A new simulation based on the von-Kármán-Sodium (VKS) dynamo experiment takes a closer look at how the liquid vortex created by the device generates a magnetic field.
'Quartz' crystals at the Earth's core power its magnetic field
Scientists at the Earth-Life Science Institute at the Tokyo Institute of Technology report in Nature (Fen.
Brightest neutron star yet has a multipolar magnetic field
Scientists have identified a neutron star that is consuming material so fast it emits more x-rays than any other.
Confirmation of Wendelstein 7-X magnetic field
Physicist Sam Lazerson of the US Department of Energy's Princeton Plasma Physics Laboratory has teamed with German scientists to confirm that the Wendelstein 7-X fusion energy device called a stellarator in Greifswald, Germany, produces high-quality magnetic fields that are consistent with their complex design.
High-precision magnetic field sensing
Scientists have developed a highly sensitive sensor to detect tiny changes in strong magnetic fields.
Brilliant burst in space reveals universe's magnetic field
Scientists have detected the brightest fast burst of radio waves in space to date -- locating the source of the event with more precision than previous efforts.
Optical magnetic field sensor can detect signals from the nervous system
The human body is controlled by electrical impulses in the brain, the heart and nervous system.
What did Earth's ancient magnetic field look like?
New work from Carnegie's Peter Driscoll suggests Earth's ancient magnetic field was significantly different than the present day field, originating from several poles rather than the familiar two.
Just what sustains Earth's magnetic field anyway?
Earth's magnetic field shields us from deadly cosmic radiation, and without it, life as we know it could not exist here.
Ironing out the mystery of Earth's magnetic field
The Earth's magnetic field has been existing for at least 3.4 billion years thanks to the low heat conduction capability of iron in the planet's core.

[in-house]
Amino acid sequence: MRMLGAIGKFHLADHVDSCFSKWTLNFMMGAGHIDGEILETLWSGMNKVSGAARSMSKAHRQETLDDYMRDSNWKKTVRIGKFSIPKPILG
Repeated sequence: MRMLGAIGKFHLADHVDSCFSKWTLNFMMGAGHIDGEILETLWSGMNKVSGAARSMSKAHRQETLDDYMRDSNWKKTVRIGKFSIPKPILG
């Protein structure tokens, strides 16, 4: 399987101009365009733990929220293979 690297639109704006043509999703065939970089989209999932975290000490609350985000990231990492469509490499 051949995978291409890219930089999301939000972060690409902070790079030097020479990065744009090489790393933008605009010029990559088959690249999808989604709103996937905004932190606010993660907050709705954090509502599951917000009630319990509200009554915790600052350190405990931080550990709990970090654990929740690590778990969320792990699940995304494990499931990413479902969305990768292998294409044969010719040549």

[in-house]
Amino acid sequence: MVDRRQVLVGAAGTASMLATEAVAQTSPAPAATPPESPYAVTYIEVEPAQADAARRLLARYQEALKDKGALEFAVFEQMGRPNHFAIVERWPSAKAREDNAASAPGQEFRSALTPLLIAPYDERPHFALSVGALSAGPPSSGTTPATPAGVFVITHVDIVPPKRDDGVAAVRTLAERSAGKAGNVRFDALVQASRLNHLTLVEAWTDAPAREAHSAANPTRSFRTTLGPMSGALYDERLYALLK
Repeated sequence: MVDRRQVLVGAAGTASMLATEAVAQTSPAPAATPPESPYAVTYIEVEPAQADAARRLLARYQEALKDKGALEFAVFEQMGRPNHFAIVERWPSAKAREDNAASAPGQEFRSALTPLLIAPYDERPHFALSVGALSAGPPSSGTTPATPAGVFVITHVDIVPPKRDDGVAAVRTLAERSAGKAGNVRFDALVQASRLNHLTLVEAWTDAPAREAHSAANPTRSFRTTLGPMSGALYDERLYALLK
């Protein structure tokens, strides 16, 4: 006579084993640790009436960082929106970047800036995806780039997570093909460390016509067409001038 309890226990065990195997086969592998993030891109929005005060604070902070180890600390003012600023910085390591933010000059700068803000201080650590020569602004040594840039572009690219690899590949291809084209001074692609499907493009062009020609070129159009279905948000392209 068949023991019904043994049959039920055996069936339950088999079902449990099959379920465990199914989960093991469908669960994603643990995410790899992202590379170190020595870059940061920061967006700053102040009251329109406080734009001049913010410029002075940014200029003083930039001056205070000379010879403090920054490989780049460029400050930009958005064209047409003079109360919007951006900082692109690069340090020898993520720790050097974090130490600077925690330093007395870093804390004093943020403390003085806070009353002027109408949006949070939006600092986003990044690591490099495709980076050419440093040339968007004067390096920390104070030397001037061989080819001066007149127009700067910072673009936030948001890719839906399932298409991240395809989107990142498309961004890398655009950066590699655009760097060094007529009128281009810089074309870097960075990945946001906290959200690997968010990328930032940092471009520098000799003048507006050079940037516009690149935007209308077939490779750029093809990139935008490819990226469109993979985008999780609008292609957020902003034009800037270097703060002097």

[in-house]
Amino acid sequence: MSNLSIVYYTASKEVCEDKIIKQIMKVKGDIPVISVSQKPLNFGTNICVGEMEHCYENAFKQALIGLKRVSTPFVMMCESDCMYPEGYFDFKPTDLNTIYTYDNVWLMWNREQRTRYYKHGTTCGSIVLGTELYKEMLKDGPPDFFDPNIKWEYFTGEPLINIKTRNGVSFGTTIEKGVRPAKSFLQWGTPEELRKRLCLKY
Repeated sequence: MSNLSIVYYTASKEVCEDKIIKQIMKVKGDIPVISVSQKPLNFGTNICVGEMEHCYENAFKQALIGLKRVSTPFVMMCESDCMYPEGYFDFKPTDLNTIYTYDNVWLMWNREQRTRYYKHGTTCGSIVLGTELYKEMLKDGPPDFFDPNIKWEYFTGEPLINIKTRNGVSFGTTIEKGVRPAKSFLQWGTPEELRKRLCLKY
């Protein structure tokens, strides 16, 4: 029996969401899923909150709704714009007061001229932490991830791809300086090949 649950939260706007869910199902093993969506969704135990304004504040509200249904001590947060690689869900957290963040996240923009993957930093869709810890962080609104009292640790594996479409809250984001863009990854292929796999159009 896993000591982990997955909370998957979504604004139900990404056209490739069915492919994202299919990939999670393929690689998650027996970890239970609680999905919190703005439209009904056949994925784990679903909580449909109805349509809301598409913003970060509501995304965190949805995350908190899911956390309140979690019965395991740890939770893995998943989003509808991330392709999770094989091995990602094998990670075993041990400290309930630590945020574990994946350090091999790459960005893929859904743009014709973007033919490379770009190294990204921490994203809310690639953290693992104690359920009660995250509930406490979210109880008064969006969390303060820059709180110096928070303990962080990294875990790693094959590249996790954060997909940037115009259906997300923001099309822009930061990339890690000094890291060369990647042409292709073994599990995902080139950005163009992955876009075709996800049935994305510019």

Related Magnetic Field Reading:

Best Science Podcasts 2019

We have hand picked the best science podcasts for 2019. Sit back and enjoy new science podcasts updated daily from your favorite science news services and scientists.
Now Playing: TED Radio Hour

Climate Crisis
There's no greater threat to humanity than climate change. What can we do to stop the worst consequences? This hour, TED speakers explore how we can save our planet and whether we can do it in time. Guests include climate activist Greta Thunberg, chemical engineer Jennifer Wilcox, research scientist Sean Davis, food innovator Bruce Friedrich, and psychologist Per Espen Stoknes.
Now Playing: Science for the People

#527 Honey I CRISPR'd the Kids
This week we're coming to you from Awesome Con in Washington, D.C. There, host Bethany Brookshire led a panel of three amazing guests to talk about the promise and perils of CRISPR, and what happens now that CRISPR babies have (maybe?) been born. Featuring science writer Tina Saey, molecular biologist Anne Simon, and bioethicist Alan Regenberg. A Nobel Prize winner argues banning CRISPR babies won’t work Geneticists push for a 5-year global ban on gene-edited babies A CRISPR spin-off causes unintended typos in DNA News of the first gene-edited babies ignited a firestorm The researcher who created CRISPR twins defends...